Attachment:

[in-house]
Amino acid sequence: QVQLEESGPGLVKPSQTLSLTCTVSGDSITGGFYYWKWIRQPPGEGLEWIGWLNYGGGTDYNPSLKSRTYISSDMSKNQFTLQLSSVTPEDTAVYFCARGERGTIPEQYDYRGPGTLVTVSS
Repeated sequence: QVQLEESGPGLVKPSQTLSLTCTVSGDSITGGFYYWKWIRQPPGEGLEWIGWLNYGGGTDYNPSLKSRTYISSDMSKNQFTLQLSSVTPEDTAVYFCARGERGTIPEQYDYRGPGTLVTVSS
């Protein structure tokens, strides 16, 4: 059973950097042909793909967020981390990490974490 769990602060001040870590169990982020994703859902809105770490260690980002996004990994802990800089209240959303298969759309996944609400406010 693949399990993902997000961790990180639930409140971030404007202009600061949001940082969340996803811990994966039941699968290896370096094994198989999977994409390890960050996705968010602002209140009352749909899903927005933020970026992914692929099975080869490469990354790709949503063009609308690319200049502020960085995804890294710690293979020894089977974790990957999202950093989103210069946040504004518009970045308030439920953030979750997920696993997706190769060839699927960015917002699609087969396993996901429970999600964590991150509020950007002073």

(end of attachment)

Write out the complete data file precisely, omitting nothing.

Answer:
[in-house]
Amino acid sequence: QVQLEESGPGLVKPSQTLSLTCTVSGDSITGGFYYWKWIRQPPGEGLEWIGWLNYGGGTDYNPSLKSRTYISSDMSKNQFTLQLSSVTPEDTAVYFCARGERGTIPEQYDYRGPGTLVTVSS
Repeated sequence: QVQLEESGPGLVKPSQTLSLTCTVSGDSITGGFYYWKWIRQPPGEGLEWIGWLNYGGGTDYNPSLKSRTYISSDMSKNQFTLQLSSVTPEDTAVYFCARGERGTIPEQYDYRGPGTLVTVSS
């Protein structure tokens, strides 16, 4: 059973950097042909793909967020981390990490974490 769990602060001040870590169990982020994703859902809105770490260690980002996004990994802990800089209240959303298969759309996944609400406010 693949399990993902997000961790990180639930409140971030404007202009600061949001940082969340996803811990994966039941699968290896370096094994198989999977994409390890960050996705968010602002209140009352749909899903927005933020970026992914692929099975080869490469990354790709949503063009609308690319200049502020960085995804890294710690293979020894089977974790990957999202950093989103210069946040504004518009970045308030439920953030979750997920696993997706190769060839699927960015917002699609087969396993996901429970999600964590991150509020950007002073």